Ransomware is causing sleepless nights for CIOs across the world. Attacks are on the rise. We’ve seen high profile attacks on large companies and critical networks, and most never even make it to the headlines.
While you can do a lot to prevent and limit the impact of attacks, one question haunts CIOs and CFOs more than anything: should you pay the ransom?
To answer this question, Fady Younes, Cybersecurity Director, Middle East and Africa at Cisco shared his thoughts around some of the main arguments to help those preparing for such a situation.
The basics – what is ransomware?
Ransomware is a type of malicious software or malware. It encrypts a victim’s data, after which the attacker demands a ransom. Once the ransom is paid, the attacker sends a decryption key to restore access to the victim’s data. The ransom can range from a few hundred dollars to millions of dollars. Typically, payment is demanded in the form of a cryptocurrency, such as bitcoin.
What are the risks of paying?
If you choose to pay up, you essentially trust the very criminals, who just broke into your network and took you hostage. With no guarantee that they will in fact do as promised and unlock your data. To continue that line of thought, if the cybercriminals do unlock your data, you are still faced with at least three substantial risks:
- Paying the ransom does not remove the cybercriminals from your environment, nor fix the underlying security issues that were leveraged to gain foothold on your network in the first place. And who’s to say they won’t build in a backdoor to pay you a visit in the future?
- It is easier to generate revenue from existing customers than it is to find new ones. That goes for hackers as well. Even without a backdoor, they have already done the work and know the ins and outs of your network. They may try their luck with your company again.
- How do you know the now unlocked data hasn’t been accidentally corrupted? There are several things that could go wrong, even if the ransomware author is trying to do the “right thing”.
The ransom itself is only the initial cost and doesn’t advance you any further than you were at the moment of the breach. Notifications, security training, and retooling security platforms to address the root cause will be much more expensive.
Should paying be the last resort?
Paying the ransom should be the last resort of any cybercrime victim, yet it is understandable that some choose to pay up, because in many cases, it makes more fiduciary sense to pay the ransom. For example, last year, the City of Atlanta in the United States spent roughly $17 million to recover from a ransomware attack when the attackers had initially demanded a ransom of $52,000.
We should also recognise that no two cases are the same. It’s understandable that those cases with widespread societal consequences or potential impact on human safety present a stronger push to pay those responsible.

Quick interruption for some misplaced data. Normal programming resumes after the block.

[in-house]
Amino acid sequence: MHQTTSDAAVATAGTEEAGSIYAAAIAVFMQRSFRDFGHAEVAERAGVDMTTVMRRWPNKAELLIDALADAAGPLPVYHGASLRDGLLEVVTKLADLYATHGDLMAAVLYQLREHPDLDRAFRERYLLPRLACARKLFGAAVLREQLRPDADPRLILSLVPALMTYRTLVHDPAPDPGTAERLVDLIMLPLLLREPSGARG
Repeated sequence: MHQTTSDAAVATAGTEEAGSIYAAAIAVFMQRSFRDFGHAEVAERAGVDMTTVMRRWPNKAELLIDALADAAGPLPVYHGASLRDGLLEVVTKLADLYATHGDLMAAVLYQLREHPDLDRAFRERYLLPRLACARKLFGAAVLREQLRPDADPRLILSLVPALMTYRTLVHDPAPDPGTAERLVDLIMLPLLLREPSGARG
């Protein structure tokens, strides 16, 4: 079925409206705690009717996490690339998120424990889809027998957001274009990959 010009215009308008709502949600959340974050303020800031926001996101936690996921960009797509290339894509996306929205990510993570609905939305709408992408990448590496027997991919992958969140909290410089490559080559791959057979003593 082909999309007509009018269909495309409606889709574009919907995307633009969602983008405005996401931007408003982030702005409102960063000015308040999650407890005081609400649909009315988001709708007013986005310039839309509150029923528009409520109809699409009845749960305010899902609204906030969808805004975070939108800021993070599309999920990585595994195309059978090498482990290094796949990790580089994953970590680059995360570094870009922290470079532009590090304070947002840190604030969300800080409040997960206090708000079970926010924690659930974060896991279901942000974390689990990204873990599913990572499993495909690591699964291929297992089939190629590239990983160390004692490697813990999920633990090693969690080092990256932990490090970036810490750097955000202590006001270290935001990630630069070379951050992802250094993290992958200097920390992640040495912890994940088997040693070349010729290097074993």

What are your recommendations?
If you are the victim of a ransomware attack and choose to pay, you become a business partner of cybercriminals. Cybercriminals, you don’t know the identity of. Criminals who are unlikely to be held accountable by law enforcement and who hold all the cards. If that sounds like something you want to avoid, here are the basic actions you must consider:
- Look at your company like an attacker would
This is how you best understand weak points in your architecture and processes. Prioritise and mitigate vulnerabilities identified when looking at your company from an attacker’s perspective. Cybercriminals are motivated by quick and easy financial gains – make yourself an expensive and difficult target for the criminals. Be unattractive to them.
- Manage cyber risks like any other risk
Never rely 100% on your ability to keep hackers out. Even the best architecture can be breached. Have a contingency plan ready – one that involves all relevant parts of your organisation, such as Legal, HR, Finance, IT, your Board and Executive Team.
Beyond the individual company and organisation, what can be done?
Several of the world’s biggest tech companies, including Cisco, have formed the Ransomware Task Force in an effort to address the root causes in acknowledgement that international and public-private collaboration is critical. We must turn our efforts from what the ransomware actors have done, to what allows them to operate. The goal must be to ultimately dismantle and disrupt the ransomware groups and deter others.
What can Cisco offer to help companies defend themselves?
Cisco Secure offers a number of security solutions that not only address security concerns based on key trends but can also be tailored to meet the specific requirements of a business. These products integrate seamlessly with the Cisco SecureX platform and include Cisco Secure Network Analytics, Cisco Secure Endpoint, Cisco Secure Firewall, Cisco Secure Email and more. Each of these solutions helps to secure areas which ransomware attackers may attempt to exploit.